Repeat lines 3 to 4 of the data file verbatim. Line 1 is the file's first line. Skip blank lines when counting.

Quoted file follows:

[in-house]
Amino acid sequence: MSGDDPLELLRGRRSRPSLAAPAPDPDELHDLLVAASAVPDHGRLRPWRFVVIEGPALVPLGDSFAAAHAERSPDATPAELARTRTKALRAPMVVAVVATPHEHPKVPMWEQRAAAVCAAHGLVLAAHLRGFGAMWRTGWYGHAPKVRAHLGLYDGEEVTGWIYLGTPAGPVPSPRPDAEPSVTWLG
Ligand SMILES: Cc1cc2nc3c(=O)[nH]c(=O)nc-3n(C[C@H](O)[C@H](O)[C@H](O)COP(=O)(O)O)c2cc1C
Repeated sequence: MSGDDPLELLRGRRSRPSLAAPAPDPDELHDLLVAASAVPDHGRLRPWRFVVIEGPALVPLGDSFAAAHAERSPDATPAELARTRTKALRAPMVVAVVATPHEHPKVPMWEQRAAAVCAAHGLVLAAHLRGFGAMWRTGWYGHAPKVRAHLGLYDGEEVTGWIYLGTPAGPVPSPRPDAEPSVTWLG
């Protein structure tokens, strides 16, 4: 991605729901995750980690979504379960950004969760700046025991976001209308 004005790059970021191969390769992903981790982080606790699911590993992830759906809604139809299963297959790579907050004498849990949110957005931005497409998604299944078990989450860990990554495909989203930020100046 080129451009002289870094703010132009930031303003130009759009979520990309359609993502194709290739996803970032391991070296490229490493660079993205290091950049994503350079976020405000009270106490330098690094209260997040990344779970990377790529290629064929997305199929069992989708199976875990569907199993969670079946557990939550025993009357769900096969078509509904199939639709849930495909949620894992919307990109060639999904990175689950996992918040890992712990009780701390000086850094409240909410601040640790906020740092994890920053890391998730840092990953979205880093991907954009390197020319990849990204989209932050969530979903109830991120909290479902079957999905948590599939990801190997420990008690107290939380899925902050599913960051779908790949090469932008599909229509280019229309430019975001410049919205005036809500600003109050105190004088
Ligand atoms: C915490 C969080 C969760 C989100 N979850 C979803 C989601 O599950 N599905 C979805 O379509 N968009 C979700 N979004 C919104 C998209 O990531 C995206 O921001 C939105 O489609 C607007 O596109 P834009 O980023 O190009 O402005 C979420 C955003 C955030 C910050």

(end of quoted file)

Ligand SMILES: Cc1cc2nc3c(=O)[nH]c(=O)nc-3n(C[C@H](O)[C@H](O)[C@H](O)COP(=O)(O)O)c2cc1C
Repeated sequence: MSGDDPLELLRGRRSRPSLAAPAPDPDELHDLLVAASAVPDHGRLRPWRFVVIEGPALVPLGDSFAAAHAERSPDATPAELARTRTKALRAPMVVAVVATPHEHPKVPMWEQRAAAVCAAHGLVLAAHLRGFGAMWRTGWYGHAPKVRAHLGLYDGEEVTGWIYLGTPAGPVPSPRPDAEPSVTWLG